7. Terry Pratchett
Terry Pratchett is still my go-to comfort read when I'm having a bad day.  I learned a lot about archetypes and the power of story and language from his books, and in terms of humor it's hard to beat Pratchett.  He always manages to look at human nature with clear eyes, and sometimes it's funny because of the truth behind the story and sometimes he's sad because of the same, but there's always hope.

8. Agatha Christie & 9. Dorothy Sayers
I have friends who will rend their garments at the fact that I've lumped these two together, but the truth is that I tore through Agatha Christie before getting into Dorothy Sayers and I found that they had much of the same things to teach me, albeit in different ways.  Mysteries are their own special brand of story, and I enjoyed following the intricacies of the plot in both authors' stories.  And I suspect my love for twists developed in some part due to both Christie and Sayers.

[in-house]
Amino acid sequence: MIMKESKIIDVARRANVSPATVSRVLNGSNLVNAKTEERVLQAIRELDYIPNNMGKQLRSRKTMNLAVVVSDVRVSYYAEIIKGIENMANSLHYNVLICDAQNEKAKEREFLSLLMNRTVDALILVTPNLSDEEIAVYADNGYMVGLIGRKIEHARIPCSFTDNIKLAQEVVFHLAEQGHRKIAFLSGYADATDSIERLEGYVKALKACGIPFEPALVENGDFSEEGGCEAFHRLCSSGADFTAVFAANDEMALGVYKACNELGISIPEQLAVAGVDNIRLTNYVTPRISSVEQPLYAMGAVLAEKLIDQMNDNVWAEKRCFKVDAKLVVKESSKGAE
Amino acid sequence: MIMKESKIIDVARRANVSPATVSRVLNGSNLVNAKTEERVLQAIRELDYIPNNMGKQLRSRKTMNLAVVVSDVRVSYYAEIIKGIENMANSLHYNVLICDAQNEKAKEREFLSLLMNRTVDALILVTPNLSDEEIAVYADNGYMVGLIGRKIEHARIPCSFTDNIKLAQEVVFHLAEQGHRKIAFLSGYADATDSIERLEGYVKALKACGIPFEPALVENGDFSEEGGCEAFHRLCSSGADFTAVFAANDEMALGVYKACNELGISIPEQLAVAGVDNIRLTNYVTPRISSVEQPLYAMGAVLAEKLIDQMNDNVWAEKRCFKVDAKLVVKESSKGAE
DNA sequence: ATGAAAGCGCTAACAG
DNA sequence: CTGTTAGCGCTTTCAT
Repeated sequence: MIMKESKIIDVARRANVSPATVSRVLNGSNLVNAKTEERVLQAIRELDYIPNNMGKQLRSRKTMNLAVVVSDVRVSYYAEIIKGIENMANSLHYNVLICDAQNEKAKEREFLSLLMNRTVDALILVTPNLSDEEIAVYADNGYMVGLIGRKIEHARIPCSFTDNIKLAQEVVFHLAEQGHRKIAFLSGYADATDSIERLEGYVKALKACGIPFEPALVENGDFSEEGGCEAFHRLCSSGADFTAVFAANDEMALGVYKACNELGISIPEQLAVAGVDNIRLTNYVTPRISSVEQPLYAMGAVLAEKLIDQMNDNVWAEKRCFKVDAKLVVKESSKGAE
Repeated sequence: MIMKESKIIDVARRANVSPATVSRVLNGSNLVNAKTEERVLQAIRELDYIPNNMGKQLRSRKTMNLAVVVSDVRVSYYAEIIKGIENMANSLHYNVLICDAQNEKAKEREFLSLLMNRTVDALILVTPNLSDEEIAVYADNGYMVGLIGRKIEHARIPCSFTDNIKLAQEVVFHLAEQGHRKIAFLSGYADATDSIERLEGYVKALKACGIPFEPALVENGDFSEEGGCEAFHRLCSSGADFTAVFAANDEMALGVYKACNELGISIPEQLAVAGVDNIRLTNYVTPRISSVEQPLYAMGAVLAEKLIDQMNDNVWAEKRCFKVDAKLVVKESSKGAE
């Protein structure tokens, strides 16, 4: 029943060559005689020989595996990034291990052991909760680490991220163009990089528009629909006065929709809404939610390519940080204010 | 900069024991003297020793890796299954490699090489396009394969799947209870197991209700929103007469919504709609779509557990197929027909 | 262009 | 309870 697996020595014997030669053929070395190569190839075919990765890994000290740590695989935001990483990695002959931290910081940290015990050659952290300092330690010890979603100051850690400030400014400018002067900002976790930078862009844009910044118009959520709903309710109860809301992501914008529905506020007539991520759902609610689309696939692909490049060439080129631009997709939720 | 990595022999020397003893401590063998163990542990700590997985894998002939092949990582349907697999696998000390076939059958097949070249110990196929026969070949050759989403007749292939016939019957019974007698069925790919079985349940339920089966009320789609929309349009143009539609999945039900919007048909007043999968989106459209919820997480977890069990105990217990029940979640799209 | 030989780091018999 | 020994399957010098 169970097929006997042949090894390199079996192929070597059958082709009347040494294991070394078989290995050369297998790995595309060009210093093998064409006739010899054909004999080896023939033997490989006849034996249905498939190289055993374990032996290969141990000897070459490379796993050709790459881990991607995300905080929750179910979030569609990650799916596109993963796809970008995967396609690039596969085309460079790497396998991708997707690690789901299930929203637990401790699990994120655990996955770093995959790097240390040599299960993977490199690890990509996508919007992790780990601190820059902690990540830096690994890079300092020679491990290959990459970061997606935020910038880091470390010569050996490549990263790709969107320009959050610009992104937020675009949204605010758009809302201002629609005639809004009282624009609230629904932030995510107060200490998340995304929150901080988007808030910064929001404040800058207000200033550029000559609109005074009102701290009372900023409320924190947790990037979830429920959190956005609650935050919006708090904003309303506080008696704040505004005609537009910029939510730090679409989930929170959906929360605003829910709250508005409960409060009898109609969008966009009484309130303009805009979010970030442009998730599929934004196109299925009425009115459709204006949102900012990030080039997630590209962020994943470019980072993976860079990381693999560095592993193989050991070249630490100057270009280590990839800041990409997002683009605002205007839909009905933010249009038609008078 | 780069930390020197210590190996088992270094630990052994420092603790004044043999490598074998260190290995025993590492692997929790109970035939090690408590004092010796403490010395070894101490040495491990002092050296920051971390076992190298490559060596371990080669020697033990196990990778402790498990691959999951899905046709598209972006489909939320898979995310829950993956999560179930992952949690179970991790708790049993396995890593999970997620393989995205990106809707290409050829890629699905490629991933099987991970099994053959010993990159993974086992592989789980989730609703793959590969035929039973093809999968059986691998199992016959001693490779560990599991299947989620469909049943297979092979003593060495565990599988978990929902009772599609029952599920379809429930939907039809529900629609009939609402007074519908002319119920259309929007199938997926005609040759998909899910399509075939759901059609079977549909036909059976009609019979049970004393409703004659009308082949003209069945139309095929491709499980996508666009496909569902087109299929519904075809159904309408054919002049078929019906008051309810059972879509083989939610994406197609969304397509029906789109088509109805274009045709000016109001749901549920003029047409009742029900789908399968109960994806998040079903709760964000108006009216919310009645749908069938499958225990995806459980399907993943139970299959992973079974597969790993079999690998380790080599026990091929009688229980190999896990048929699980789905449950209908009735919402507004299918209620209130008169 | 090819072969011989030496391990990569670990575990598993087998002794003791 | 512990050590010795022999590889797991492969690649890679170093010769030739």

Which authors influenced your writing?

Friday, July 11, 2014

Friday Life: Old-Fashioned Ginger Ale

I'm not a big drinker of soft drinks (aka soda, pop, or Coke depending on your area) but I will make exception for pizza nights, when root beer is the correctly paired beverage.  My other exception is ginger ale or, preferably, ginger beer, the more gingery the better.  Imagine my delight when I came across a recipe from my grandmother for homemade ginger ale!  This recipe is very easy to make and will last a few days.  Be sure to use a plastic bottle; do not under any circumstances use glass, as glass has been known to shatter under the pressure.